Recent data on unemployment insurance claims released by the U.S. Department of Labor show Minnesota’s increases are driven by layoffs in education.

In the week ending June 1, the largest initial unemployment insurance claims were in Minnesota (+2,788), followed by California (+1,974), Ohio (+1,692), and Pennsylvania (+1,566). For the week ending June 8, the largest initial claims were in California (+9,793), Minnesota (+4,397), Pennsylvania (+4,131), and Texas (+2,309).

Layoffs in the educational services industry are driving Minnesota’s claim increases, according to a state supplied comment on the department’s reports.

Source: U.S. Department of Labor
Source: U.S. Department of Labor

What is driving the layoffs?

Passed during the 2023 legislative session, the state now mandates that local school districts allow their seasonal hourly employees like bus drivers, janitors, and cooks to participate in the unemployment insurance program.

Additionally, with the expiration of federal COVID relief aid this September, school districts that used the one-time money to close pre-existing budget gaps and/or for long-term costs (adding new staff, teachers, etc.) are having to make significant budget changes, which include layoffs. For example, the Minneapolis Public Schools district added 400 jobs with relief funds and faces a structural budget deficit, relying on one-time funding to pay for ongoing expenses. In the Robbinsdale district, school leaders have predicted needing to cut $17 million to balance the books next year, which “can’t be accomplished without layoffs,” reported The 74.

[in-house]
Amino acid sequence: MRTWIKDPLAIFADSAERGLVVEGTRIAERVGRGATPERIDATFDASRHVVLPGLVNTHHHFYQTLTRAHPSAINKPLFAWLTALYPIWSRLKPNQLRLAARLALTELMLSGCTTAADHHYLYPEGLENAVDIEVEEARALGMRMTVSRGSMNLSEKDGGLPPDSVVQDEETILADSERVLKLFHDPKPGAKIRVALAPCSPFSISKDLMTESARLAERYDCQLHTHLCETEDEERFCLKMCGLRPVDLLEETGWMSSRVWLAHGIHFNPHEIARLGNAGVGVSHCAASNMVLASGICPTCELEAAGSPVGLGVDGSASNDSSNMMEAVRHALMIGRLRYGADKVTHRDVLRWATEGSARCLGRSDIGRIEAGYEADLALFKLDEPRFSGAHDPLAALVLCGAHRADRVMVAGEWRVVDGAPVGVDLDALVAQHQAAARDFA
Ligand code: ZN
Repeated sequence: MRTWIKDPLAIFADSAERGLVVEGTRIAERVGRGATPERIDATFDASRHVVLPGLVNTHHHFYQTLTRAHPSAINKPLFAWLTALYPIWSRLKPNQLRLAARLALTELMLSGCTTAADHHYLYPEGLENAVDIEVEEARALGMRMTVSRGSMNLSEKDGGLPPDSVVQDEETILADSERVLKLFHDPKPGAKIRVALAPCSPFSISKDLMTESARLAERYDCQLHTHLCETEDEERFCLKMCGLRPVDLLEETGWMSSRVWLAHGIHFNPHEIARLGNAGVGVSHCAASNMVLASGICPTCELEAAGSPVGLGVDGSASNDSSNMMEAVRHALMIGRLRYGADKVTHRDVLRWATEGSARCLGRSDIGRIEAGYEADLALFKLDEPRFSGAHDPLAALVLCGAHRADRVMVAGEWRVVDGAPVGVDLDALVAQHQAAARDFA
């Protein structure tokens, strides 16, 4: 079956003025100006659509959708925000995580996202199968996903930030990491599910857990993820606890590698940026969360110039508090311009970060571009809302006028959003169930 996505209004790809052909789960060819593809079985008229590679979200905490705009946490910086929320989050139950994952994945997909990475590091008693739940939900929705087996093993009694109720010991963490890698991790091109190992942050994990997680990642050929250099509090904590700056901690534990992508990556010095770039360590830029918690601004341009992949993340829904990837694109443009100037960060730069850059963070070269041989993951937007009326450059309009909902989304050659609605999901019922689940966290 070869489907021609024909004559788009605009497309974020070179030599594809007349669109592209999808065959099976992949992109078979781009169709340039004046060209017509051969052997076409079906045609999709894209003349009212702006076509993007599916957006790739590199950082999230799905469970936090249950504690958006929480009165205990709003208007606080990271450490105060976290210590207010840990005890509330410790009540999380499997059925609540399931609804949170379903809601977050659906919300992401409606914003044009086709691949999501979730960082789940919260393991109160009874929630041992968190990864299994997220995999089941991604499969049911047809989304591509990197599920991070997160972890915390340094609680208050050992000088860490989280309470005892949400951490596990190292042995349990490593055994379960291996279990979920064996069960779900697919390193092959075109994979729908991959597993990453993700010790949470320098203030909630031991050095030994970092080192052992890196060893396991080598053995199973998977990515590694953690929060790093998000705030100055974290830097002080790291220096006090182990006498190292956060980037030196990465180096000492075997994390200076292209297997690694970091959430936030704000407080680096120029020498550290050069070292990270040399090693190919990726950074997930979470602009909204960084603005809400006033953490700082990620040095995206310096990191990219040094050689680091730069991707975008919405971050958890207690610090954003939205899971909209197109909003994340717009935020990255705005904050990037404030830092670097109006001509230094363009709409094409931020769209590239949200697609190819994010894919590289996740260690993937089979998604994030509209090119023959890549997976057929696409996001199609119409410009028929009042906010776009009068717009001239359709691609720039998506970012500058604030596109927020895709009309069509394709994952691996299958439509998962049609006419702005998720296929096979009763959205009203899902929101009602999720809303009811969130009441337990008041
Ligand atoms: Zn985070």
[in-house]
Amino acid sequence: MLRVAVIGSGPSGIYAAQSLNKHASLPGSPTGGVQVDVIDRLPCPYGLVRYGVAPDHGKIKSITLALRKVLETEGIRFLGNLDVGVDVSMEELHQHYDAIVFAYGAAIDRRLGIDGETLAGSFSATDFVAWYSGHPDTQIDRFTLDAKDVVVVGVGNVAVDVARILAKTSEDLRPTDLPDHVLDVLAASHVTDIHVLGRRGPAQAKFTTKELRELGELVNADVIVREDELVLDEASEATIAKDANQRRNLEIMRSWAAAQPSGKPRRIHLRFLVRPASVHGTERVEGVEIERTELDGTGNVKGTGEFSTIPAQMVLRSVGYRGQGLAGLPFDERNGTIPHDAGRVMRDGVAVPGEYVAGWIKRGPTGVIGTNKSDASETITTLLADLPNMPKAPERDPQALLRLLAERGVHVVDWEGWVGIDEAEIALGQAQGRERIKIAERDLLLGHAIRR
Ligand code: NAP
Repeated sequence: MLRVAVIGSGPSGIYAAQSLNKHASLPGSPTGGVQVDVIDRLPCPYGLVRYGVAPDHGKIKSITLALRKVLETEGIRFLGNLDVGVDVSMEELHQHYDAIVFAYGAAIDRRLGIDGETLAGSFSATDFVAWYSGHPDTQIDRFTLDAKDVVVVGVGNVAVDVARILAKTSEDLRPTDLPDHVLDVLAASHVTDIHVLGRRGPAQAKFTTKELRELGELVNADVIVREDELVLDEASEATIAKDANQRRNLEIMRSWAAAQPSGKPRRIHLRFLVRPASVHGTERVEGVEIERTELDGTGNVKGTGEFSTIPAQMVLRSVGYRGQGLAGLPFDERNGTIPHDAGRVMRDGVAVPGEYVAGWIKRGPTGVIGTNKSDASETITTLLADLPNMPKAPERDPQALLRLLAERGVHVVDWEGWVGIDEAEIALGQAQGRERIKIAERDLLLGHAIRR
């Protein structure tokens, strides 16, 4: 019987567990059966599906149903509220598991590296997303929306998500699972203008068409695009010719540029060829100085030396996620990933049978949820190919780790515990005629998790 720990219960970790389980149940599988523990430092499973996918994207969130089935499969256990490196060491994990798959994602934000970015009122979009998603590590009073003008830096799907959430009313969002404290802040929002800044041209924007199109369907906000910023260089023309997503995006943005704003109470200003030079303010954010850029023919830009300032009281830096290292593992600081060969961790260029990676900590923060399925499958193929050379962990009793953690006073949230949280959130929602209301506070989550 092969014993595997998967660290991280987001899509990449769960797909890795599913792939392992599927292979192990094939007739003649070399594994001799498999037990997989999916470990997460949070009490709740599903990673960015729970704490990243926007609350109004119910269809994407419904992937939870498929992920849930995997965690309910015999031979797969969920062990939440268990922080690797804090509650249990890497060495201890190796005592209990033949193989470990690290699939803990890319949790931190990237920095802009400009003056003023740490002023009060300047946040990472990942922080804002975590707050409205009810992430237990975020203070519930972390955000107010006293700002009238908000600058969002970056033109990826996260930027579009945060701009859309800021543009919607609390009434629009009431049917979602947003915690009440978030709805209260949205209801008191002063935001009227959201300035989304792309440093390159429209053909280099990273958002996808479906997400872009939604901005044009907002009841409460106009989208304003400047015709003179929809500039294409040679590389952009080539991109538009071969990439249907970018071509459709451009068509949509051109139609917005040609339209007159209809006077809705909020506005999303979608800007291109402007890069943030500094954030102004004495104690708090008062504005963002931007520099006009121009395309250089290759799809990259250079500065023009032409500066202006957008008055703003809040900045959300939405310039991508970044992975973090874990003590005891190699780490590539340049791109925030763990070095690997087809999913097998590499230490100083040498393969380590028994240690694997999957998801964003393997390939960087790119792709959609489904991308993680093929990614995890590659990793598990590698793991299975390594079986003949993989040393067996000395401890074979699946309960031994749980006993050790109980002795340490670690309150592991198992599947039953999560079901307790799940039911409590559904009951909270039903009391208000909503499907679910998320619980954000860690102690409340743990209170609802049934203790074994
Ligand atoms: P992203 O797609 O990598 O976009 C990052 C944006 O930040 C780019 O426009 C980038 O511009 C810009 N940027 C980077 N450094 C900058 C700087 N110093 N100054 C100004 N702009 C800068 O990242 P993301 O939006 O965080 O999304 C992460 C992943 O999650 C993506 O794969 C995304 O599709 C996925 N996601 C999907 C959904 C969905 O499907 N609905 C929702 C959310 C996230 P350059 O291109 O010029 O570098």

“We misstepped,” the suburban news site CCX Media quoted [Robbinsdale school board member Kim] Holmes as saying. “This board misstepped, the administration misstepped. If we weren’t tracking historical decreased enrollment — and one of the biggest things they told us not to do with [COVID] dollars was hire positions — and we did it. So we have to come out and take some ownership.”

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